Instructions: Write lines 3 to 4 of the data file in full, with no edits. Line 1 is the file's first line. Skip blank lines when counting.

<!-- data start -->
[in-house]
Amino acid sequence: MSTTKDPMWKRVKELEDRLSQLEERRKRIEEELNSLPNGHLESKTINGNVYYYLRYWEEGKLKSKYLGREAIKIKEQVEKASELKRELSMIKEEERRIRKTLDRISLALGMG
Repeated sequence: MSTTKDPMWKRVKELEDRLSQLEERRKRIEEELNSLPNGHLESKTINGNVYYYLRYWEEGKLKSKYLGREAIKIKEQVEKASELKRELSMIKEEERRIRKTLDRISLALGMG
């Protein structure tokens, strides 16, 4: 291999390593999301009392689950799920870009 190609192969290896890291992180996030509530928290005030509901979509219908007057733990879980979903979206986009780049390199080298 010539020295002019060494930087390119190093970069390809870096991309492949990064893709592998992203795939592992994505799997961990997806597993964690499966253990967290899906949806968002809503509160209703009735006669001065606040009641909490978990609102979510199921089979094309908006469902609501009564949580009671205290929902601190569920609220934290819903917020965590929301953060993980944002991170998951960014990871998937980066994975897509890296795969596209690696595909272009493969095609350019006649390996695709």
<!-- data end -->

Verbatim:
Repeated sequence: MSTTKDPMWKRVKELEDRLSQLEERRKRIEEELNSLPNGHLESKTINGNVYYYLRYWEEGKLKSKYLGREAIKIKEQVEKASELKRELSMIKEEERRIRKTLDRISLALGMG
């Protein structure tokens, strides 16, 4: 291999390593999301009392689950799920870009 190609192969290896890291992180996030509530928290005030509901979509219908007057733990879980979903979206986009780049390199080298 010539020295002019060494930087390119190093970069390809870096991309492949990064893709592998992203795939592992994505799997961990997806597993964690499966253990967290899906949806968002809503509160209703009735006669001065606040009641909490978990609102979510199921089979094309908006469902609501009564949580009671205290929902601190569920609220934290819903917020965590929301953060993980944002991170998951960014990871998937980066994975897509890296795969596209690696595909272009493969095609350019006649390996695709």